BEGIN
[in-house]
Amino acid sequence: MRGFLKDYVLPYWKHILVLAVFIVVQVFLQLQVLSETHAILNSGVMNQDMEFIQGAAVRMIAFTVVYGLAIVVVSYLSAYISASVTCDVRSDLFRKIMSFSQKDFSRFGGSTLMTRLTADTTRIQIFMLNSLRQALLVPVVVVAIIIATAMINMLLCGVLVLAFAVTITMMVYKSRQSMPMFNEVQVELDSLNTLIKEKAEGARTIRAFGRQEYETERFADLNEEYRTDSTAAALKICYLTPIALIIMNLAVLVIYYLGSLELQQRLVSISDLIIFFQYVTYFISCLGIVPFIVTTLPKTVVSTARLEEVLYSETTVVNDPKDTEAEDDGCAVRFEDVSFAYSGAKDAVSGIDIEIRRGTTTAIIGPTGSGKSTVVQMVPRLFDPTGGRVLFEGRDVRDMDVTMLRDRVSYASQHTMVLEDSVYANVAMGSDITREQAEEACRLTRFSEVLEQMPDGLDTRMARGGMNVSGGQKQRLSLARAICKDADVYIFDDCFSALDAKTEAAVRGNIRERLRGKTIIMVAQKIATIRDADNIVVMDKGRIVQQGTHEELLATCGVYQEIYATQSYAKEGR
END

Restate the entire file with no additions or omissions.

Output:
[in-house]
Amino acid sequence: MRGFLKDYVLPYWKHILVLAVFIVVQVFLQLQVLSETHAILNSGVMNQDMEFIQGAAVRMIAFTVVYGLAIVVVSYLSAYISASVTCDVRSDLFRKIMSFSQKDFSRFGGSTLMTRLTADTTRIQIFMLNSLRQALLVPVVVVAIIIATAMINMLLCGVLVLAFAVTITMMVYKSRQSMPMFNEVQVELDSLNTLIKEKAEGARTIRAFGRQEYETERFADLNEEYRTDSTAAALKICYLTPIALIIMNLAVLVIYYLGSLELQQRLVSISDLIIFFQYVTYFISCLGIVPFIVTTLPKTVVSTARLEEVLYSETTVVNDPKDTEAEDDGCAVRFEDVSFAYSGAKDAVSGIDIEIRRGTTTAIIGPTGSGKSTVVQMVPRLFDPTGGRVLFEGRDVRDMDVTMLRDRVSYASQHTMVLEDSVYANVAMGSDITREQAEEACRLTRFSEVLEQMPDGLDTRMARGGMNVSGGQKQRLSLARAICKDADVYIFDDCFSALDAKTEAAVRGNIRERLRGKTIIMVAQKIATIRDADNIVVMDKGRIVQQGTHEELLATCGVYQEIYATQSYAKEGR